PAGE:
Adders look wickedly intent. Big flat eyebrow-scales frown towards the nose. The mouth has a long sad line, or an evil grin, or a glum smile as if adders hate being adders and want revenge on everything. They would cry if they could, but their eyes are too hard, in their medieval demon faces. Devils are unhappy, shut out of paradise, but do not know how to be other than devils. This yellow face knew something everyone knows.

Most snakes are ambush predators. They lurk, motionless, choosing the moment to strike. Or, rather, the strike is triggered, by eyes, ground vibrations felt in the jaw, heat-sensors and receptors of chemical traces. But it looks like choice, and the human behaviour it seems to resemble is calculating, spying, manipulative. Snakes give a glimpse of a world with no pity. Stone faces will ignore our pleas. Our vulnerabilities will be exploited, not forgiven. Snakes arouse our fear that the world is like that.

Yet these features are no more than survival adaptations or quirks. We have scales too: our nails. Close up, an adder’s scales look like beautifully filed pointed fingernails, emerging from cuticles of skin.

There are two main ideas about the ancestry of snakes. Aquatic reptiles that later became terrestrial may have had the hard scale to seal their eyes underwater. Or maybe the ancestors were lizards that took to living underground, lost their legs and later returned to the surface. The scale may have shielded their eyes from grit. Vertical pupils cast a sharper image on to the retina, aiding hunting at night. The wide mouth evolved for the swallowing of prey, since the teeth are too weak to tear flesh.

We should see the adder as a sensitive creature, exquisitely alive to its environment; a vulnerable creature, frequently broken; a creature no more callous than other predators. We should. But this is like objecting to vampire films because the vampire is an unfair representation of a human being. It is a serious moral objection – and it fails to consider the appeal of such demons; the needs that they meet.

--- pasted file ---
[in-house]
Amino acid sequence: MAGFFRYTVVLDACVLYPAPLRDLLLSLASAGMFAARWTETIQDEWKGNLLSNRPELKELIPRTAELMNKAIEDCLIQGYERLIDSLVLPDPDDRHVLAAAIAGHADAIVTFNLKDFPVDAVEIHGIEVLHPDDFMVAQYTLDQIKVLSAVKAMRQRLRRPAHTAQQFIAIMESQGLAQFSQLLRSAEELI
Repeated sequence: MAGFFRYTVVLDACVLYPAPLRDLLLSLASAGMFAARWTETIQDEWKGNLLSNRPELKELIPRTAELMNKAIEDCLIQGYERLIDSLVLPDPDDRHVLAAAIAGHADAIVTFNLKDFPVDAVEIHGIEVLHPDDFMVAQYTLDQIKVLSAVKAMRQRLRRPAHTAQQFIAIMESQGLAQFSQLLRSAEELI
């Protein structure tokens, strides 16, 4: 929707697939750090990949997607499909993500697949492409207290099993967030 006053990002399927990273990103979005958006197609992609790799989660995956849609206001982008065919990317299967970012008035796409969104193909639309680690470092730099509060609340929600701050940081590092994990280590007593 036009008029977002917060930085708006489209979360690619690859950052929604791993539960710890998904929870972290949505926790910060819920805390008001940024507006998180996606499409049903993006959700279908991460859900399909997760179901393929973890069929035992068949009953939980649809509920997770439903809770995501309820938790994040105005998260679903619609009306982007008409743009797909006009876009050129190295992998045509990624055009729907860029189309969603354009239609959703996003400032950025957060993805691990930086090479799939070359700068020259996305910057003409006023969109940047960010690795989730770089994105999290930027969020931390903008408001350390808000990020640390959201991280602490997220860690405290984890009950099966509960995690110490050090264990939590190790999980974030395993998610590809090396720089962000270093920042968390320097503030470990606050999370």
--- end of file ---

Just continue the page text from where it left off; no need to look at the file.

The evolutionary psychologist Roger Ulrich describes experiments in which people were repeatedly shown images of snakes, and also modern dangers such as handguns and frayed wires. Fears prompted by the modern items faded quickly. Soon they produced no reaction. But the snakes caused panic every time. There is little danger from snakes in modern Europe. Bees kill many more people; cars huge numbers. But the sight of a snake inspires terror. Another evolutionary scientist, Lynne Isbell, argues that in deep prehistory our relationship with snakes played a major part in the formation of our eyesight, posture, brain-structure and behaviour, since for millions of years snakes were the main predators upon our early primate ancestors. Snakes are deep in our nerves.

They appear in human dreams more often than any other animal, says the biologist and evolutionary theorist Edward O. Wilson. In many cultures they are worshipped. Snakes are symbols for primal forces: death, life, creation, rejuvenation, fertility, eternity, infinity, temptation, treachery, sexual arousal, the phallus, the female libertine, wisdom, knowledge, order and healing. In the Christian story, a snake precipitates the defining crisis between God and the first human beings. The serpent is the ender of our simple bliss, the evil genius, the worm in the bud, the single flaw and the fatal temptation.

We are full of the memory of snakes; primed to watch for them.

And here I was with a big one in my fingers, thrashing wildly.